MAQUOKETA, Iowa — Just under an hour north of the Quad Cities is the town of Maquoketa, Iowa. While it may appear small and unexpecting at first glance, Maquoketa is home to one of the most impressive and unique cave systems in the entire state.
What's now known as Maquoketa Caves State Park was discovered in the early 1800s by two men out hunting, State Park Technician Ryland Richards said. After shooting a deer, they saw it run into an opening in the rock and decided to set up camp and wait for it to come out on its own.
"They went through the night, and they woke up in the morning and walked to find their deer and realized that the deer had gone all the way through and out the other side," Richards said.
Even now, it's pretty easy to miss the caves from the roadway when driving through the park.
“You can drive right by and not even notice that there’s a massive, huge cliff face that leads into a 1,100-foot-long cave,” Richards said.
For over 100 years, the caves were privately owned and referred to as the Moorhead Caves. Under private ownership, it was easy for people to come out, walk through the caves and break off stalactites and stalagmites as souvenirs from their trip.
When it became a state park in October 1933, the caves and property were placed under government protection, but there was already a lot of damage done due to vandalism.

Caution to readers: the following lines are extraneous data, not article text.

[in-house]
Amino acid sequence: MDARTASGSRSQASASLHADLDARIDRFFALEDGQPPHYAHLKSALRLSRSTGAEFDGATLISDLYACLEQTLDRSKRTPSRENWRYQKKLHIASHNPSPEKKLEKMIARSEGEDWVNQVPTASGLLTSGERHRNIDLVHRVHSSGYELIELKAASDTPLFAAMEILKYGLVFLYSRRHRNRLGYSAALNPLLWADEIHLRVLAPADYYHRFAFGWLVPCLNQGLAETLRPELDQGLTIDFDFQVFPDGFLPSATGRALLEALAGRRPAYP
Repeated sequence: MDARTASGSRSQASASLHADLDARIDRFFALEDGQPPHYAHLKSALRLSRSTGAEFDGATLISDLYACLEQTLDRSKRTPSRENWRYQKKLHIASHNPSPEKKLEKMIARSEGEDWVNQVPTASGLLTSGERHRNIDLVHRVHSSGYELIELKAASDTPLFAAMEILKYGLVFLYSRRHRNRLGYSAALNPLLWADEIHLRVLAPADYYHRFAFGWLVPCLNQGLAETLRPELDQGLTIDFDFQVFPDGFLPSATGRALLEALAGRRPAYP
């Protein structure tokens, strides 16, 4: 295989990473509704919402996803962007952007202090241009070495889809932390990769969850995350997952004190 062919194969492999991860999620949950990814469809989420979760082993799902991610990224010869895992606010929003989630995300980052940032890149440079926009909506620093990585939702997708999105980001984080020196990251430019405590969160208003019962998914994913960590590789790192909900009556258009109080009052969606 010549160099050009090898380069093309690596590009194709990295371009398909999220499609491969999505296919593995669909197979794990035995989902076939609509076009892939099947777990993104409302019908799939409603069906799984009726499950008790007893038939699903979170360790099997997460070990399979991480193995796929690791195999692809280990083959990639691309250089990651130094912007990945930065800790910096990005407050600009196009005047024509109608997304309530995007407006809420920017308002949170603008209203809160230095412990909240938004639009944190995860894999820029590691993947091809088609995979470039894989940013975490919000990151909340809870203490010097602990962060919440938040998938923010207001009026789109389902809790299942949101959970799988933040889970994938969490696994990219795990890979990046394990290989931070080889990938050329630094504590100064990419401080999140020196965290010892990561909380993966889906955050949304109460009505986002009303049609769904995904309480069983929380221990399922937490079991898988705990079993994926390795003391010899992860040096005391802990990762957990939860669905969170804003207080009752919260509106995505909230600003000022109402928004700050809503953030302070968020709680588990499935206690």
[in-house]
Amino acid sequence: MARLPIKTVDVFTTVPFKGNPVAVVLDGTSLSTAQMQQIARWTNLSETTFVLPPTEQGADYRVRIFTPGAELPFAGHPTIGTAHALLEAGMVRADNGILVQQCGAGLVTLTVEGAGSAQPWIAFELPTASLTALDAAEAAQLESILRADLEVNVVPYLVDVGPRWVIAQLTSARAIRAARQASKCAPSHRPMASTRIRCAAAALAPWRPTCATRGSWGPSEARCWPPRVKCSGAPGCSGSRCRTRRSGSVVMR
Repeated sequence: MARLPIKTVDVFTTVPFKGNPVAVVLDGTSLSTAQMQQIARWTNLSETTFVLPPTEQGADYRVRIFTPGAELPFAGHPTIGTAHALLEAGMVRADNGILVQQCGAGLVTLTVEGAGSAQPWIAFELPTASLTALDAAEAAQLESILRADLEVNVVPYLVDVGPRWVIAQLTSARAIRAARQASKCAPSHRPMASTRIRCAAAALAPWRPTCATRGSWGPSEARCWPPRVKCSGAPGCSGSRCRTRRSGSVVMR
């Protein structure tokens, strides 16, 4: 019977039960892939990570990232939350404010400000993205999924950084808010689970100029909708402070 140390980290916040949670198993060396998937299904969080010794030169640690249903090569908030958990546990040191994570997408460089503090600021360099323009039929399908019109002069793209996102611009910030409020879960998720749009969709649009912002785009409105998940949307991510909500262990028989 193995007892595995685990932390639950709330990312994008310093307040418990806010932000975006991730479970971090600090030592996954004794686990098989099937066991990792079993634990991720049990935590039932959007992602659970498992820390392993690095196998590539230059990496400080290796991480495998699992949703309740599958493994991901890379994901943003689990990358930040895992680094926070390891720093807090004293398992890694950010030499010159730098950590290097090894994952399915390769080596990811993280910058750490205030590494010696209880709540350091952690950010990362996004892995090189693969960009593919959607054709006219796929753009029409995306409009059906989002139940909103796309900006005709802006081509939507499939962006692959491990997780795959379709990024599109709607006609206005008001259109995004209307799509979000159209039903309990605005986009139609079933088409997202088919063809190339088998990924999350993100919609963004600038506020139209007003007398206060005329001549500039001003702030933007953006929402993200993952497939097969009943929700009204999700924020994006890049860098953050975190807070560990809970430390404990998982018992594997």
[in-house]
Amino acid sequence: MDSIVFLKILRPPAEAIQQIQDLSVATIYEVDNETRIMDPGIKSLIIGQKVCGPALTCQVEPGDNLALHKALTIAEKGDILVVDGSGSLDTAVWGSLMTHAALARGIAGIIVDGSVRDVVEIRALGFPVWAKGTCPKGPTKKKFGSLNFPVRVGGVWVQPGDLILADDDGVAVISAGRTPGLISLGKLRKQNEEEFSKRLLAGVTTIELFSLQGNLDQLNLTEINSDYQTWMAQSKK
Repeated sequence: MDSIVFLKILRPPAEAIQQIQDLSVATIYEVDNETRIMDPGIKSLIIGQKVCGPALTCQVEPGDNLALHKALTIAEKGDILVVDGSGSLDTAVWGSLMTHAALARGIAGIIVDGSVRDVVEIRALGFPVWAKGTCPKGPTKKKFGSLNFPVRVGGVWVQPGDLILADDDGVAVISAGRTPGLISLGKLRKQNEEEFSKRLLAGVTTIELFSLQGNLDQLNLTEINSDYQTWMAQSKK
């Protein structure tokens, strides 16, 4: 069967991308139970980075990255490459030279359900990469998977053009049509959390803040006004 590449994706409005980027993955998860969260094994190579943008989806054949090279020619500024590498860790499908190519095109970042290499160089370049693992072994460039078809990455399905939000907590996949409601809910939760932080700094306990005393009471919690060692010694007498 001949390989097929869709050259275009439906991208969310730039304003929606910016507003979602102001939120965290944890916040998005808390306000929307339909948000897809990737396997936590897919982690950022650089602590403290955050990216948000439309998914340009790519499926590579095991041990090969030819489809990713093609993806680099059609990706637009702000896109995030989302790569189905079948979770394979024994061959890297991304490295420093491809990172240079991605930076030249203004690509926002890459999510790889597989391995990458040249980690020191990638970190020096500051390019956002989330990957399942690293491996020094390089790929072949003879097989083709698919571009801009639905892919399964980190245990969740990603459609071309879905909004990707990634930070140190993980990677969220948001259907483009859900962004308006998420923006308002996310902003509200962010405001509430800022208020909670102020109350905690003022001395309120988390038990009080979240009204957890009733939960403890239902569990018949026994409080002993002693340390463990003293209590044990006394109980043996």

"All the (stalactites and stalagmites) we have now in the caves are about an inch long, and they take 100 years to grow one inch," Richards said. "So in our lives, we'll never see them be really tall again."
Today, the park ranks among the top underground exploration destinations in Iowa. Worldwide travelers are drawn to its 16 caves, scenic landscapes, recreational facilities and hiking trails that link the park altogether.
The main cave attractions in the park are the Dancehall, Rainy Day and Ice Caves. Each of the three is lighted and has sidewalks to walk through.
Some of the below-ground tunnels are a little more challenging, require crawling to get through the tight spaces and are more optimal for experienced cavers, such as Dug Out Cave. For those caves, a helmet and gear are required.
Other iconic features of the park include the 50-foot-tall Natural Bridge rock formation over Racoon Creek, the 17-ton Balanced Rock and a children's playground nestled between the campground and picnic areas.
Each year, the park sees about 300,000 visitors of varying abilities, from beginners to expert cavers, Richards said. Although the park is open year-round, the caves are only open to the public from April to October before closing every year for bat hibernation.
Want to pay the caves a visit?
Richards recommended coming on Mondays through Thursdays to avoid the crowds. From 11 a.m. to 4 p.m. on Fridays, Saturdays and Sundays are the busiest times at the park, and it can average up to 3,000 visitors per day on weekends.
“If you come between that time, we only have limited parking spaces,” Richards said. “So, if you show up and we have no openings, you’ll have to go do something for two hours and then come back again.”
For those hoping to stay for more than a day trip, there are 29 reservable campsites located within park grounds. Reservations are required for the campsites, 17 of which have electrical hookups, and they must be made by 9 p.m. on the day of arrival.